Everyone has their triggers and warning signs, you know… the things that indicate a need to reset and recharge. For me the first warning sign is always sleep… or lack of. From lack of sleep it all seems to crumble down around me, from lack of sleep stems more lack of sleep and then too much sleep. It took me years to realise that lack of sleep was my personal warning sign. Every now and then I neglect my healthy sleep habits, but it doesn’t take me long to realise that I need to get back to basics.
Generally going to sleep isn’t my problem, staying asleep is. I can wake around 3-4am (or sometimes earlier) and then lie awake until it’s time to get up. I can lie awake tossing and turning, and once awake, my mind starts firing on all cylinders, thoughts fly round and round and sleep seems further and further away.
Researchers refer to the variety of habits around establishing a good sleep habit as “sleep hygiene” … and good sleep hygiene is becoming more and more important in this 24/7 environment we live in.
Up & at ’em – Try and go to bed at the same time every night, it may sound a little childish but it’s important to create a bedtime routine. Same goes with getting up, get up roughly around the same time, of course you’re allowed to lie in on weekends but try to be up before lunch.
Late nights – catch up on lost sleep after a late night by heading to bed earlier the following night. Try and avoid napping, as it can really put things out of whack.
Wind down – Ensure you allow yourself some quiet time to wind down before lights out, stop work or study half an hour before bed. Ease the transition from wake time to sleep time with a period of relaxing activities an hour or so before bed. Take a bath (the rise, then fall in body temperature promotes drowsiness), read a book, watch television, or practice relaxation exercises. Avoid stressful, stimulating activities—doing work, discussing emotional issues. Physically and psychologically stressful activities can cause the body to secrete the stress hormone cortisol, which is associated with increasing alertness.
If you tend to take your problems to bed, try writing them down—and then putting them aside.
Sleep sanctuary – Make your bedroom a sleep sanctuary, ensuring its dark, quiet and free from distractions by like TV’s, computers and gaming consoles. Basically turn your room into a modern cave, used only for sleeping and…and sex. Part of creating a good sleep sanctuary is making sure that there is good air flow and it’s not too hot or too cold, like Goldilocks, you’re looking for that middle ground…something “just right“.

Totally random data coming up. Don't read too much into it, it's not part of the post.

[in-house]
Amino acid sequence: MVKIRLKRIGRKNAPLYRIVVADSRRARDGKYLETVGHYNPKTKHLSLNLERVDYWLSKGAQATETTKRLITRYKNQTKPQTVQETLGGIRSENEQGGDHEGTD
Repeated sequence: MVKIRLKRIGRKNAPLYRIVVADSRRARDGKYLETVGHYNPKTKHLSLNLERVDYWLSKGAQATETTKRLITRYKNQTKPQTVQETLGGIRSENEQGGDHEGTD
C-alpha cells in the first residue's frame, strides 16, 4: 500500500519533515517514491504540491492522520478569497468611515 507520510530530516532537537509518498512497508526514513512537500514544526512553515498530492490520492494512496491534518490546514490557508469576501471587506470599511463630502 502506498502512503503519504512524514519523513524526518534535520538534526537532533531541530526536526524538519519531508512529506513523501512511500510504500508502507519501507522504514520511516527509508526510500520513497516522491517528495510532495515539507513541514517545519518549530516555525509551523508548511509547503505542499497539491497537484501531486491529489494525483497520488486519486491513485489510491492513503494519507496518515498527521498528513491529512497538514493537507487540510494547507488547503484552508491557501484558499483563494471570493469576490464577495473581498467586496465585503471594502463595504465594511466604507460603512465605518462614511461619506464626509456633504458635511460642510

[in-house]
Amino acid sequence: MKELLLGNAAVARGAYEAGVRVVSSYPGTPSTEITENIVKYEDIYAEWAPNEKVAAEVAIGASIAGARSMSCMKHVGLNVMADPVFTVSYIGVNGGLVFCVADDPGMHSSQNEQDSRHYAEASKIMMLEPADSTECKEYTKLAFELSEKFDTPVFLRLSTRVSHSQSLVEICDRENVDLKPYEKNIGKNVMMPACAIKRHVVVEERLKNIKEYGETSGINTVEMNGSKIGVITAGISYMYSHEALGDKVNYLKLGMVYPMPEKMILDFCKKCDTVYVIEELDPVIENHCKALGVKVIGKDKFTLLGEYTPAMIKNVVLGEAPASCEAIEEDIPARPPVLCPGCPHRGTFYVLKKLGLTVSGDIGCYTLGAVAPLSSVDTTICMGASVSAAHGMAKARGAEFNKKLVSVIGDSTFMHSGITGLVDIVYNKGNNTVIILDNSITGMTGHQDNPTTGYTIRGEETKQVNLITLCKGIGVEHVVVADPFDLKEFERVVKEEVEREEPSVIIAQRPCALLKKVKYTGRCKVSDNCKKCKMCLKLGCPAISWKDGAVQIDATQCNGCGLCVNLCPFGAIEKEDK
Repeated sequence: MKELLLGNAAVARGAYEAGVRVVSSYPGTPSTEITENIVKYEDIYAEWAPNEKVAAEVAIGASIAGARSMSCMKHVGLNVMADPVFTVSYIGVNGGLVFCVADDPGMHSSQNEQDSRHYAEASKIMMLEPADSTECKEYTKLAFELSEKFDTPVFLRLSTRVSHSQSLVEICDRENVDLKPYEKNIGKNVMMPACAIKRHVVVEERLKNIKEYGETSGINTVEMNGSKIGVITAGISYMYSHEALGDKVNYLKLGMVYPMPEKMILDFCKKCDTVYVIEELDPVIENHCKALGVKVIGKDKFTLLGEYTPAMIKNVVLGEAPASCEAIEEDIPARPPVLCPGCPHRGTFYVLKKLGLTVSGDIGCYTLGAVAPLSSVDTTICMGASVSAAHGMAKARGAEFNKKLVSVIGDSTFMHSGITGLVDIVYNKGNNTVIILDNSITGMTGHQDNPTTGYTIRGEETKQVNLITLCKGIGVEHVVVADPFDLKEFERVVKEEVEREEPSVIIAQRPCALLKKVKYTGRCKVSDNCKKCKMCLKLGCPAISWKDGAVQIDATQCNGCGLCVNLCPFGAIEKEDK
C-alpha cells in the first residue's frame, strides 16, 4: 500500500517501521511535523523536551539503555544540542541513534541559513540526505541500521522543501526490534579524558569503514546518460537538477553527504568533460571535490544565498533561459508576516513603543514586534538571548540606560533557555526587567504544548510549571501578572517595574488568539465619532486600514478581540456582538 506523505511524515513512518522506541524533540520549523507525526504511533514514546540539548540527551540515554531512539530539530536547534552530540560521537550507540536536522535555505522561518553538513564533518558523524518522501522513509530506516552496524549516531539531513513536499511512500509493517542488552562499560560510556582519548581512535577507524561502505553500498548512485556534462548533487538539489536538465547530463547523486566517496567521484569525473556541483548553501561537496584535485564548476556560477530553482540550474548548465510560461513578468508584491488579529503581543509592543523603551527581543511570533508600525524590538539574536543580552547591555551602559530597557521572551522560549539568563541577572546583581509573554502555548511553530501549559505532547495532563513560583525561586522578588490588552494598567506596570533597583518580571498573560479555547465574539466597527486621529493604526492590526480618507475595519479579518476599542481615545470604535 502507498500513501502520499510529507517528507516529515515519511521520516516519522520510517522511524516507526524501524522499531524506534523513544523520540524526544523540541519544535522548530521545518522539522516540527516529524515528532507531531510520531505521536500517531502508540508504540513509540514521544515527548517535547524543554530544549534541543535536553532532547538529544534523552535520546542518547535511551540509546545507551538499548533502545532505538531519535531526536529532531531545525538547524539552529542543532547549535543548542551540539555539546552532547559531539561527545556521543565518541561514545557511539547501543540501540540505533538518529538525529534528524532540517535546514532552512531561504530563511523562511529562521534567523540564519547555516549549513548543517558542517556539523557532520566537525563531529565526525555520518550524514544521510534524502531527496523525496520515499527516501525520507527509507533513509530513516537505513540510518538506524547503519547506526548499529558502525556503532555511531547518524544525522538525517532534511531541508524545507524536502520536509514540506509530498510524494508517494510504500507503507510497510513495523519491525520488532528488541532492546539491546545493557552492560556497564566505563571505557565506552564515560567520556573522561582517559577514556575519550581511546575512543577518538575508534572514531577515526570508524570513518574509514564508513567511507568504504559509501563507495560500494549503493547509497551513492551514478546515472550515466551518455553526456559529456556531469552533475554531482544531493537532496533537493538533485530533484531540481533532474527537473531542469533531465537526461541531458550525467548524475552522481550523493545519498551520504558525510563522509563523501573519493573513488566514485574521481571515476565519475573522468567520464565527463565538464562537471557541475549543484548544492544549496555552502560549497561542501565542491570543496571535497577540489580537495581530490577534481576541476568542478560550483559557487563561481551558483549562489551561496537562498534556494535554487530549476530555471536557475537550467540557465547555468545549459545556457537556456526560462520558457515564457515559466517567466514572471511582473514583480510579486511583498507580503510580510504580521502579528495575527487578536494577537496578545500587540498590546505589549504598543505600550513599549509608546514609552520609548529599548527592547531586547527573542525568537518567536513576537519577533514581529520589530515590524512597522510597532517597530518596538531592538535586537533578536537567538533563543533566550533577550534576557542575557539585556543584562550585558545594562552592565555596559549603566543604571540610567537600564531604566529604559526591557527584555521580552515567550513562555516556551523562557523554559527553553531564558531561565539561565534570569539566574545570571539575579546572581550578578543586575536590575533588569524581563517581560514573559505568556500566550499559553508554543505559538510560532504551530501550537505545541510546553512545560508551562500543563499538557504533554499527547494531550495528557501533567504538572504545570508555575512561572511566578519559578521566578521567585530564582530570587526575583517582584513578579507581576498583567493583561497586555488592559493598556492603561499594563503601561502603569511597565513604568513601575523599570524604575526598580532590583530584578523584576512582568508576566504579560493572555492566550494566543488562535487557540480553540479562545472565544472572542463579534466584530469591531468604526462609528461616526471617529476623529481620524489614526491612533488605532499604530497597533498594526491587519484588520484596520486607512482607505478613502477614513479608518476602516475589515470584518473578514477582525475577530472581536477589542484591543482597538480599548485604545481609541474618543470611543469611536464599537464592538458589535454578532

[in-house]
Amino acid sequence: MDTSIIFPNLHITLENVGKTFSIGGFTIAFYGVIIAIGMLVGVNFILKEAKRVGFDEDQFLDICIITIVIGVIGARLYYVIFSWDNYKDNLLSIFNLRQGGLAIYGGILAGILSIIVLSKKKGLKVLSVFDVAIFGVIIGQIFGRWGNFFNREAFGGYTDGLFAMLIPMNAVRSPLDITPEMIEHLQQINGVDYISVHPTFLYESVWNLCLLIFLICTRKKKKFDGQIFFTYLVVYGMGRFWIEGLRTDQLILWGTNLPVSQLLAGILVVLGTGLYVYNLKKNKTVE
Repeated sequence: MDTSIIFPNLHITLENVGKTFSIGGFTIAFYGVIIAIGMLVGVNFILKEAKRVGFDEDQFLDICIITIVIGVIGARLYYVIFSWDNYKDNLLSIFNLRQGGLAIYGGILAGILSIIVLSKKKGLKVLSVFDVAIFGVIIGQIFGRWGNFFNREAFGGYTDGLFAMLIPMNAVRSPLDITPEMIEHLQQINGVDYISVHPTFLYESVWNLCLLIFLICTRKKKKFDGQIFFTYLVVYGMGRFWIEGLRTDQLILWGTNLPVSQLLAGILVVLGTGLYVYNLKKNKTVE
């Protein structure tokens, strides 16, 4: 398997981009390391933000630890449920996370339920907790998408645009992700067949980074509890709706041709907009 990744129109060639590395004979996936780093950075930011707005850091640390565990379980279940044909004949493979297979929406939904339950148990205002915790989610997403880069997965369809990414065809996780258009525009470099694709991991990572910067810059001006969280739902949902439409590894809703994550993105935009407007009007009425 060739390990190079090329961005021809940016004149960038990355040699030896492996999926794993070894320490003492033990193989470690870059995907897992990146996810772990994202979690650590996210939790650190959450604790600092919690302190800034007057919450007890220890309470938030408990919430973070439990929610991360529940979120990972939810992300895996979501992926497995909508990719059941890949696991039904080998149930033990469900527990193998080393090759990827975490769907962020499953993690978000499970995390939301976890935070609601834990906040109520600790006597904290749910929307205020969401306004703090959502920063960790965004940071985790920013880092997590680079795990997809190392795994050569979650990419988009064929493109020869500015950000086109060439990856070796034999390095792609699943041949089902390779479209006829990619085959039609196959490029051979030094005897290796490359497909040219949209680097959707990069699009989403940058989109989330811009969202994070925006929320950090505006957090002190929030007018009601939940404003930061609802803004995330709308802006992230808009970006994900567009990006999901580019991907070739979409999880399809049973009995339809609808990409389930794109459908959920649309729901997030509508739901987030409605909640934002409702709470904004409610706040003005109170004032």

Caffeine – Cut down on coffee, sugary drinks, energy drinks, alcohol and tobacco. I personally avoid coffee in the afternoons and always stay clear of energy drinks and tobacco.
Worry – A lot of people, myself included, tend to get into a cycle of worry when we can’t sleep. All sorts of things start running through my mind making sleep even hard. TIP – write down what’s worrying you, get it out of your mind and onto a piece of paper, then put it aside to address at a more appropriate time during the day.
Exercise – Do some physical exercise every day, it doesn’t need to be overly strenuous just ensure that if you’re exercising in the evening that you’re giving yourself time to wind down before bed.Exercise can help you fall asleep faster and sleep more soundly—as long as it’s done at the right time. Exercise stimulates the body to secrete the stress hormone cortisol, which helps activate the alerting mechanism in the brain. This is fine, unless you’re trying to fall asleep. Try to finish exercising at least three hours before bed or work out earlier in the day.
Relax – There are many different relaxation techniques, and finding what works best for you might require a little trial and error but things like yoga, meditation or breathing techniques can be a great help.I personally find STOP. PAUSE. BREATHE to be great technique.
STOP what your doing/thinking.
PAUSE and clear your mind.
DEEP BREATH in through the nose (until you pretty much can’t take in anymore air).
Swallow and then slowly exhale through your mouth.
AND... if you wake up in the middle of the night and can’t get back to sleep in about 20 minutes, get up and engage in a quiet, restful activity such as reading or listening to music. And keep the lights dim; bright light can stimulate your internal clock. When your eyelids are drooping and you are ready to sleep, return to bed.